Rising Spring Meat Co. Rises to the Challenge
In the fall of 2011, longtime SBDC clients Jay and Laura Young, along with business partners Mike and Virginia Byers, came to the SBDC with a vision to purchase a recently shuttered slaughterhouse. The Youngs and the Byers each own successful and diverse agriculture-related businesses, and one aspect they both had in common was a need for a facility where they could bring their finished animals to slaughter.
It is common practice in rural areas for farmers to raise meat animals and to have the animals slaughtered at USDA inspected facilities in order for the meat to be resold under the individual farm brands. These farmers are dependent on small-scale local processing plants to kill, cut, wrap, and freeze (KCWF) the meat to be supplied to their customers. The closing of Cooper Street Meats in Spring Mills, PA, in January 2011 reduced the access for area farmers to USDA- inspected facilities. The remaining USDA-inspected facility is fully booked, often turning customers away. This directly impacts a farmer’s ability to get product to market and, as a result, impacts the local economy.
In response to this situation, Young/Byers formed a subchapter S corporation in the Commonwealth of Pennsylvania with the goal of acquiring the Cooper Street Meats facility and reopening it as a USDA-inspected slaughterhouse. The founders shared a vision of improving access to value-added (KCWF) products via the implementation of a set of principles and practices that included traceability: reliable tracking of an animal that comes to the facility insuring that the meat the customer receives in return is entirely the same animal they brought to the facility.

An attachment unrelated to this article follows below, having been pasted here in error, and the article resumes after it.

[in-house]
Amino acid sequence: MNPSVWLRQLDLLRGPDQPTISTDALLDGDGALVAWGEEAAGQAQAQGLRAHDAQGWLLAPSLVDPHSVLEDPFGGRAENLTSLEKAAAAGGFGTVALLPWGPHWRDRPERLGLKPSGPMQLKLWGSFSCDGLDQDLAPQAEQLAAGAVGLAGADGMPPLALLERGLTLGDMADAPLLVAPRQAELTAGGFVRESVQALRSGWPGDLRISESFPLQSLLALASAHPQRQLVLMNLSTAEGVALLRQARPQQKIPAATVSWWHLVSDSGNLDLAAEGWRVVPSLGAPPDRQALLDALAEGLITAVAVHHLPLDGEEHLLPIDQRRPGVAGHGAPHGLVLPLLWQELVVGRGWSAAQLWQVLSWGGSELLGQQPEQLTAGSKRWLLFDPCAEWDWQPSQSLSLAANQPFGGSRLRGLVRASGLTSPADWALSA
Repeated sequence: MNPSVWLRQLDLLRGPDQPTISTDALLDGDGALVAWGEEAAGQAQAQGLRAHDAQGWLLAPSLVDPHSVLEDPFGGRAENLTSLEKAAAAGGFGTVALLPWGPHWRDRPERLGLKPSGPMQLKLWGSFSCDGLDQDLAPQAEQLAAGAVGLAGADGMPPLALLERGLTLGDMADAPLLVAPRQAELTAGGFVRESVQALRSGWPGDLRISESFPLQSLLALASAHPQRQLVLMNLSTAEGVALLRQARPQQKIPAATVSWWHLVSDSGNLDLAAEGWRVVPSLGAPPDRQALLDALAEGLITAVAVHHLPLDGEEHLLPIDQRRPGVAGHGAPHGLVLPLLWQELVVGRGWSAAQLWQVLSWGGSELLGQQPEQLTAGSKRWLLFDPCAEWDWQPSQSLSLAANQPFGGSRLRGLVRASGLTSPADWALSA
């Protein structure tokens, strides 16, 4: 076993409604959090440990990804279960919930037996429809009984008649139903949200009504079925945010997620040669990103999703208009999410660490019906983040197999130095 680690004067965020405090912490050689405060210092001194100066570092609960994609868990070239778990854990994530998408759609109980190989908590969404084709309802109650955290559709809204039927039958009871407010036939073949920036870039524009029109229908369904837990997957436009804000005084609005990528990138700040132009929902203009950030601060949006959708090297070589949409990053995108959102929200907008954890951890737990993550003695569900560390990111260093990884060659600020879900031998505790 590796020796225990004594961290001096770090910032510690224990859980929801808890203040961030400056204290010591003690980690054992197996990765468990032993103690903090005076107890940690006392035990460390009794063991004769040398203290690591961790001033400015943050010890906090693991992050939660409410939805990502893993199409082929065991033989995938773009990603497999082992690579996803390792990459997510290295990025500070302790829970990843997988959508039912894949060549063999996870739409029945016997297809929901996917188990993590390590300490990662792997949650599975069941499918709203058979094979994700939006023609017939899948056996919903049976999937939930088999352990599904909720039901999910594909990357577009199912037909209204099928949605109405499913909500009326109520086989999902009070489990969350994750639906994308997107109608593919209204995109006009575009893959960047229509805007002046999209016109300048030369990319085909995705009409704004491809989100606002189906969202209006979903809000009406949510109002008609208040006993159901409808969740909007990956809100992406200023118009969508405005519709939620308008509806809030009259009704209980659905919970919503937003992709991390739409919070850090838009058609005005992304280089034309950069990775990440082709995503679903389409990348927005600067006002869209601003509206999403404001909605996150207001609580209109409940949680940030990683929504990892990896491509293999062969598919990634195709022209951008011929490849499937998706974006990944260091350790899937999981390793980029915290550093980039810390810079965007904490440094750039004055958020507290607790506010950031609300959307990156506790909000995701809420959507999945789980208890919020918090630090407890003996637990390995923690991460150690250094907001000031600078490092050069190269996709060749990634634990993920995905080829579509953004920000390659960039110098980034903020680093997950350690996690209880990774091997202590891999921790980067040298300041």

The overall vision was to start the processing plan (KCWF) for local farmers. Then, once that was open and operating, add a USDA-inspection day, and then finally add the retail component. Each of those steps required careful planning, hiring of employees, marketing of their services and, probably most important, a way to fund the project. Originally, the partners came to the SBDC looking for assistance in developing a business plan that could be pitched to investors. But as they worked with the SBDC, several commercial funding partners were identified, and after helping to create numerous iterations of their proformas, they successfully received funding from Northwest Bank, the Business on Banking program through the FHLB, the Centre County Industrial Development Authority and, finally, local investors, including the partners.
Now that their core revenue streams are solidified, they are taking some time to explore the feasibility of other markets they can tap into, such as offering halal and kosher products. Their retail shop also stocks other locally sourced, value-added food products that complement what is selling out of the refrigerated cases. But no matter what direction they take, they know the SBDC is ready and willing to assist them in the future stages of this little business, which has already had a positive impact for local meat farmers, local vendors and, of course, all of their loyal customers.